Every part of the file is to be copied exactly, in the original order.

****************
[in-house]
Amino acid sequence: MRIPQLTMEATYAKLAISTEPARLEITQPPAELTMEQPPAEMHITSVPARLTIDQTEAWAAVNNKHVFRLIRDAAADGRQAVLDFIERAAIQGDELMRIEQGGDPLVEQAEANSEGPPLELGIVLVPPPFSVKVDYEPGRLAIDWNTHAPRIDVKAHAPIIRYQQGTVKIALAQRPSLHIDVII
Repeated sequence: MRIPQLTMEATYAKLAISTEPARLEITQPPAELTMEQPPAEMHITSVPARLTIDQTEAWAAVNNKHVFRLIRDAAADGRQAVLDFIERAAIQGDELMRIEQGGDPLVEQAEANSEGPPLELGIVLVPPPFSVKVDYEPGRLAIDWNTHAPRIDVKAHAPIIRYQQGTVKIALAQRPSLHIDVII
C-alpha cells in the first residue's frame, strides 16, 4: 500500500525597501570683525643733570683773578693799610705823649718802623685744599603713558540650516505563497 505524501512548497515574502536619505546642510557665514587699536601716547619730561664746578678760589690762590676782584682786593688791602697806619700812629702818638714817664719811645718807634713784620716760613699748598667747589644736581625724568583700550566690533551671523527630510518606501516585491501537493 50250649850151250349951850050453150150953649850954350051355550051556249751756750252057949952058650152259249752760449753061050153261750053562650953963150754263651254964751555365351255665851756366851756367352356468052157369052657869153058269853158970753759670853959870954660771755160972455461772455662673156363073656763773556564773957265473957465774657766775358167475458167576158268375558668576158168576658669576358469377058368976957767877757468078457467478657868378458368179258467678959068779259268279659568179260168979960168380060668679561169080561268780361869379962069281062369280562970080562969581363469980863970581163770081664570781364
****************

[in-house]
Amino acid sequence: MRIPQLTMEATYAKLAISTEPARLEITQPPAELTMEQPPAEMHITSVPARLTIDQTEAWAAVNNKHVFRLIRDAAADGRQAVLDFIERAAIQGDELMRIEQGGDPLVEQAEANSEGPPLELGIVLVPPPFSVKVDYEPGRLAIDWNTHAPRIDVKAHAPIIRYQQGTVKIALAQRPSLHIDVII
Repeated sequence: MRIPQLTMEATYAKLAISTEPARLEITQPPAELTMEQPPAEMHITSVPARLTIDQTEAWAAVNNKHVFRLIRDAAADGRQAVLDFIERAAIQGDELMRIEQGGDPLVEQAEANSEGPPLELGIVLVPPPFSVKVDYEPGRLAIDWNTHAPRIDVKAHAPIIRYQQGTVKIALAQRPSLHIDVII
C-alpha cells in the first residue's frame, strides 16, 4: 500500500525597501570683525643733570683773578693799610705823649718802623685744599603713558540650516505563497 505524501512548497515574502536619505546642510557665514587699536601716547619730561664746578678760589690762590676782584682786593688791602697806619700812629702818638714817664719811645718807634713784620716760613699748598667747589644736581625724568583700550566690533551671523527630510518606501516585491501537493 50250649850151250349951850050453150150953649850954350051355550051556249751756750252057949952058650152259249752760449753061050153261750053562650953963150754263651254964751555365351255665851756366851756367352356468052157369052657869153058269853158970753759670853959870954660771755160972455461772455662673156363073656763773556564773957265473957465774657766775358167475458167576158268375558668576158168576658669576358469377058368976957767877757468078457467478657868378458368179258467678959068779259268279659568179260168979960168380060668679561169080561268780361869379962069281062369280562970080562969581363469980863970581163770081664570781364